Svetlana I. Gerasimenko
Science & Exploration

Happy birthday: An interview with Svetlana Gerasimenko

23/02/2004 3590 views 20 likes
ESA / Science & Exploration / Space Science / Rosetta

When Klim Churyumov and Svetlana Gerasimenko set off on an expedition to Alma-Ata in September 1969, little did they know that they would discover a comet that one day would be the first to have a spacecraft from Earth land on it.


Svetlana I. Gerasimenko

Co-discoverer of Comet 67P/Churyumov-Gerasimenko

Scientific worker, Institute of Astrophysics, Tajik Academy of Sciences

Born: 23 February 1945, in Baryshevka, Ukraine

In 1963, Svetlana began studying astronomy at Kiev State University. After graduating in 1968, she entered post-graduate courses under Prof. Vsehsvyatskiy S. Konstantinovich.

Moved to Dushanbe, Tajikistan, in 1973 and started working at the Institute of Astrophysics, Academy of Sciences of the Republic of Tajikistan. She has lived in Tajikistan now for thirty years, engaged mainly in astrometry and photometry of comets, structure of comet nuclei and study of their activity.

In 1975 Svetlana was awarded a medal from the Astronomical Council of Academy of Sciences of the USSR for discovering of new astronomical objects, and with the bronze medal of the Exhibition of National Economy Achievements of the USSR. In 1995, a minor planet 3945 was named Gerasimenko.

She is married to Alexander Blokhin, a meteor physicist. They have one daughter, two sons and four grand-daughters. Her hobby is the cultivation of flowers.


ESA: How did you discover Comet 67P/C-G, and what did this feel like?

Svetlana Gerasimenko: In September 1969, Klim Ivanovich Churyumov and I left for an expedition to Alma-Ata to make observations of comets. Klim was the head of the expedition.

In Alma-Ata, I used the 50-cm Maksutov telescope of Astrophysical Institute of the Academy of Sciences in the Kazakh SSR. On the night of 11/12 September, I observed several comets including Comet Comas Solà. After the observations I developed the plates. Unfortunately, the plate with Comet Comas Solà was defective. In the middle of the plate there appeared a small non-developed spot and around it there was a space where density of the background was less than that of normally developed space. I was disappointed that I had made such a mistake, and at first I even wanted to throw this plate away. But on this faded background, not far from the centre there was an object which I assumed to be Comas Solà. So was I saved the plate.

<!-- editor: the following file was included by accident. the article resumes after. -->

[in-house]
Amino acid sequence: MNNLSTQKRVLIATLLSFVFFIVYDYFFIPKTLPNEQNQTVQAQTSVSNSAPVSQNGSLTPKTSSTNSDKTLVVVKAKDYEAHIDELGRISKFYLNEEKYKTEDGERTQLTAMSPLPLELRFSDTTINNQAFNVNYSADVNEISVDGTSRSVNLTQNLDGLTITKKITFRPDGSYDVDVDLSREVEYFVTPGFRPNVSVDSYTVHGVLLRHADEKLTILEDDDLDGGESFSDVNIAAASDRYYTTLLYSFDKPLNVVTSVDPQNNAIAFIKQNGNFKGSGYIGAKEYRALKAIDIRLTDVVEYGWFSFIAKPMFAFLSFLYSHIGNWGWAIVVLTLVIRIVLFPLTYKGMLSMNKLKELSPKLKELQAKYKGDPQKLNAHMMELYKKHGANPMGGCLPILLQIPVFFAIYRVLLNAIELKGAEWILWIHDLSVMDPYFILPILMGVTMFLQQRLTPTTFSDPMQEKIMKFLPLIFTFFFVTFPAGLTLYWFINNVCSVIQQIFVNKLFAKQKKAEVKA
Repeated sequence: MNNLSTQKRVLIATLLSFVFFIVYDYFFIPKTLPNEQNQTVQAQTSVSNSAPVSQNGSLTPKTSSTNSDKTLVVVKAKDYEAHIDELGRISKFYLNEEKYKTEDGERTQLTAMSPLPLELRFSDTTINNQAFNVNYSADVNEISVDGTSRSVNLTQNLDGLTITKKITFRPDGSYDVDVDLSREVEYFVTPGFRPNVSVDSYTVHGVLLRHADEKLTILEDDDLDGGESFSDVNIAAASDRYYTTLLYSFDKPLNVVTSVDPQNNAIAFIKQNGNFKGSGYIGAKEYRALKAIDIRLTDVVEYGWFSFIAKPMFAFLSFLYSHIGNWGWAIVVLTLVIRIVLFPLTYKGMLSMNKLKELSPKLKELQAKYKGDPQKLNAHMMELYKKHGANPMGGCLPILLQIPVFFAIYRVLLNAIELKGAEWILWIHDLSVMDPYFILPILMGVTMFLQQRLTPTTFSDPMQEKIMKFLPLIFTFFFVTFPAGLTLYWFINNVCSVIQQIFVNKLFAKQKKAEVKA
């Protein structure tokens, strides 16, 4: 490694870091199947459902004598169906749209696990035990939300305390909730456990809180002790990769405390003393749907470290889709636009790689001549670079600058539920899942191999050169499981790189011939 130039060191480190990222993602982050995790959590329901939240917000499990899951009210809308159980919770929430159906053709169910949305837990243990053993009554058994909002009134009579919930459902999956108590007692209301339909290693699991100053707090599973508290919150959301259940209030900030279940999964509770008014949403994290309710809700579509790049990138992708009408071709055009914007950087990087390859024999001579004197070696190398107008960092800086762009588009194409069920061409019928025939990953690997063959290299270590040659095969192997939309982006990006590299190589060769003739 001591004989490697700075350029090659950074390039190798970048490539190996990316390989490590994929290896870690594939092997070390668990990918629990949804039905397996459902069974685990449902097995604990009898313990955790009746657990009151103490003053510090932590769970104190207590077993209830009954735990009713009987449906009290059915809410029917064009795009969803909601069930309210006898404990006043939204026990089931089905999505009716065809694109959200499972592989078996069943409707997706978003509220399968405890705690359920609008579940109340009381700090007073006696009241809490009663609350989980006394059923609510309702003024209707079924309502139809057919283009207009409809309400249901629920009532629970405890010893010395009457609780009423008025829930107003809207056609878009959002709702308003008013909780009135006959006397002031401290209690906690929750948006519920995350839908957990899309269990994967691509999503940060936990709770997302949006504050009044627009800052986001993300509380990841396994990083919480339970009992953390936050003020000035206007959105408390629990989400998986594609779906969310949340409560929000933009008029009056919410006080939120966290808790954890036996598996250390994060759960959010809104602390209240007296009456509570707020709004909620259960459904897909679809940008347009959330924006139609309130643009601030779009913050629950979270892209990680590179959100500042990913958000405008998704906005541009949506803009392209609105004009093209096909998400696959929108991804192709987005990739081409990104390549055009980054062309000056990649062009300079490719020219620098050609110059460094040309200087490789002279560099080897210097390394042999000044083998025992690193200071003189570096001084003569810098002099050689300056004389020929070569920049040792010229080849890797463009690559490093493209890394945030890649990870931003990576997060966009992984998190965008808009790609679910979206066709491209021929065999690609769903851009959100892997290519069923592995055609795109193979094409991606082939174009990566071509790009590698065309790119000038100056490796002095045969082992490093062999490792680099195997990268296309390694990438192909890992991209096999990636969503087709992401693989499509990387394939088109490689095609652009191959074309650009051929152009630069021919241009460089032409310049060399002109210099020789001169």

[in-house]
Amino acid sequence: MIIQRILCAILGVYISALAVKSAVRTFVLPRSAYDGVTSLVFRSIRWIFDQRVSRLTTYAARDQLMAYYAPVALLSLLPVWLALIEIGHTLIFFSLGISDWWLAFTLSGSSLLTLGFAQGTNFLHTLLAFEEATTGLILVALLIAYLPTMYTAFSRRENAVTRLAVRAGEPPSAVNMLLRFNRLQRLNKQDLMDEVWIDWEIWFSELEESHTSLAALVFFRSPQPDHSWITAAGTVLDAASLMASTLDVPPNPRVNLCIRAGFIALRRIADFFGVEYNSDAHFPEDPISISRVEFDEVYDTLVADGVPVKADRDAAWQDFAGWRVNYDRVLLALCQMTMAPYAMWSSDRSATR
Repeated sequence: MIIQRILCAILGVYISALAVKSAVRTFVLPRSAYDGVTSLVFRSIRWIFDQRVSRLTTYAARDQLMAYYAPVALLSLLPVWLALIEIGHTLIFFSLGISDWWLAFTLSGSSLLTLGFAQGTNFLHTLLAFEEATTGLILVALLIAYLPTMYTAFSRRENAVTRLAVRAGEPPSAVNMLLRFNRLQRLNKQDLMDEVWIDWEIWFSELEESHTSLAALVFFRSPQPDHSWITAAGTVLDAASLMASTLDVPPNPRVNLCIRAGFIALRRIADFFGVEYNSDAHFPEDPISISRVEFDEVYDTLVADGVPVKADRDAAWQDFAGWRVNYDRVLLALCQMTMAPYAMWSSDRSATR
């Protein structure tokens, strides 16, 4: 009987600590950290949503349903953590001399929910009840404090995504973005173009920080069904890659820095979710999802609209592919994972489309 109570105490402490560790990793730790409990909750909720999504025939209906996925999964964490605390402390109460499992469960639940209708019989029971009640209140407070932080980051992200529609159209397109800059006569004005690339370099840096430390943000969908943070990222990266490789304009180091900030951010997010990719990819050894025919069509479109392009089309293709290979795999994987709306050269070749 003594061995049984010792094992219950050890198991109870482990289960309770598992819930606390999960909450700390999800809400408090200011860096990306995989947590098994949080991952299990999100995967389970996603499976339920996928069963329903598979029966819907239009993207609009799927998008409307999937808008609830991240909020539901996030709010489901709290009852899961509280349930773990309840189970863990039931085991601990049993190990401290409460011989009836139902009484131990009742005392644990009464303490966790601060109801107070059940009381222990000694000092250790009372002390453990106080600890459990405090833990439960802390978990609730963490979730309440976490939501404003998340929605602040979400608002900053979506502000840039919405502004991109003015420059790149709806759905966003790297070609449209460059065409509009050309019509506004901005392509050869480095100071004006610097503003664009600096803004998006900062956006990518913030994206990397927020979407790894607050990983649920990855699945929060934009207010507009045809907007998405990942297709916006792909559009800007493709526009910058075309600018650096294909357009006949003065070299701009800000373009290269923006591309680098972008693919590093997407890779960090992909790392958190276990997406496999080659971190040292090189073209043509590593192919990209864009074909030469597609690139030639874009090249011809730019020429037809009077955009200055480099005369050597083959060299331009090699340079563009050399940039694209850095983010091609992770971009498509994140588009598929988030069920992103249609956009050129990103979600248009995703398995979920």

Having come back to Kiev in October, together with Klim Ivanovich, I began to prepare plates for measuring. On this notorious plate, the marked comet was located about two degrees from the where Comet Comas Solà should have been. This was impossible.

We started to look through the whole space thoroughly and we managed to find Comet Comas Solà in the place where it had to be. It was a little fainter than the marked object. We immediately started to examine the whole observatory material and soon we found the new comet in four other negatives developed on 9 and 21 September. On 23 October, the information about this comet was sent to the Central International Bureau of Astronomical Telegrams.

This comet named after Churyumov-Gerasimenko was also found later by other observatories of the world. The orbit calculated by B. Marsden appeared to be elliptical and new comet was short-periodic. So the spoiled plate brought us good luck.

ESA: What other discoveries have you made?

Svetlana Gerasimenko: I did not find any other comets, but I have observed the very interesting phenomena in comets.

ESA: What are you working on now in your country, and do you and Dr Churyumov keep in touch?

The marked comet was about two degrees from the where Comet Comas Solà should have been. This was impossible.

Svetlana Gerasimenko: I continue to study comets, and I am in close touch with Klim even though we live far apart.

ESA: You discovered this comet in 1969, did you ever think that one day people might plan to land on it?

Svetlana Gerasimenko: I had dreamed of it, yet did not think it would happen so fast.

ESA: How do you feel about a spacecraft visiting the comet bearing your names?

Svetlana Gerasimenko: Life has presented me a great gift, and not only me but also to my relatives and friends.

ESA: What do you think we can learn from visiting these comets?

A spoiled photographic plate brought us good luck.

Svetlana Gerasimenko: I think we learn much about a nature of cometary nuclei.

ESA: Can anyone discover a comet, or other space object? What advice would you give to anyone who wants to work in this field?

Svetlana Gerasimenko: I think yes, they could discover a comet if he or she strongly desires to, and with some luck! To anyone wanting to work in this field, you should love the sky and try to look at sky more often.

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